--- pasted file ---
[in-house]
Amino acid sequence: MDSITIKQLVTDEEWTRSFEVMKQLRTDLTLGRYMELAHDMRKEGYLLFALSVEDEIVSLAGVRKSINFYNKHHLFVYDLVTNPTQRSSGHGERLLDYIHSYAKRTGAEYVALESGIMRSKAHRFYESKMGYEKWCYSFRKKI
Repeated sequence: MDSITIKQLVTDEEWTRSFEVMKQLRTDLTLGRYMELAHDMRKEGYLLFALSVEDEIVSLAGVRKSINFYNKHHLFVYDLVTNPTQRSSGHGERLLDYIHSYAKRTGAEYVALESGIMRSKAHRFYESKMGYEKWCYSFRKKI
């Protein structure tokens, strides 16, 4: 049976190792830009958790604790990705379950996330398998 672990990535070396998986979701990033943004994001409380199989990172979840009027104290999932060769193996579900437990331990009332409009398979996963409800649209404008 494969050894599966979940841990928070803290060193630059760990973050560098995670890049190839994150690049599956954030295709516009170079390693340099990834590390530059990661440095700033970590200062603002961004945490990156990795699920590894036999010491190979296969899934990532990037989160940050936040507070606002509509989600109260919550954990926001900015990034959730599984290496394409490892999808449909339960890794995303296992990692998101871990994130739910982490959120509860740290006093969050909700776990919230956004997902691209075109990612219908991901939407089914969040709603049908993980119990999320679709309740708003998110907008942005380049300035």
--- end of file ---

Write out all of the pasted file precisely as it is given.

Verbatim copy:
[in-house]
Amino acid sequence: MDSITIKQLVTDEEWTRSFEVMKQLRTDLTLGRYMELAHDMRKEGYLLFALSVEDEIVSLAGVRKSINFYNKHHLFVYDLVTNPTQRSSGHGERLLDYIHSYAKRTGAEYVALESGIMRSKAHRFYESKMGYEKWCYSFRKKI
Repeated sequence: MDSITIKQLVTDEEWTRSFEVMKQLRTDLTLGRYMELAHDMRKEGYLLFALSVEDEIVSLAGVRKSINFYNKHHLFVYDLVTNPTQRSSGHGERLLDYIHSYAKRTGAEYVALESGIMRSKAHRFYESKMGYEKWCYSFRKKI
């Protein structure tokens, strides 16, 4: 049976190792830009958790604790990705379950996330398998 672990990535070396998986979701990033943004994001409380199989990172979840009027104290999932060769193996579900437990331990009332409009398979996963409800649209404008 494969050894599966979940841990928070803290060193630059760990973050560098995670890049190839994150690049599956954030295709516009170079390693340099990834590390530059990661440095700033970590200062603002961004945490990156990795699920590894036999010491190979296969899934990532990037989160940050936040507070606002509509989600109260919550954990926001900015990034959730599984290496394409490892999808449909339960890794995303296992990692998101871990994130739910982490959120509860740290006093969050909700776990919230956004997902691209075109990612219908991901939407089914969040709603049908993980119990999320679709309740708003998110907008942005380049300035």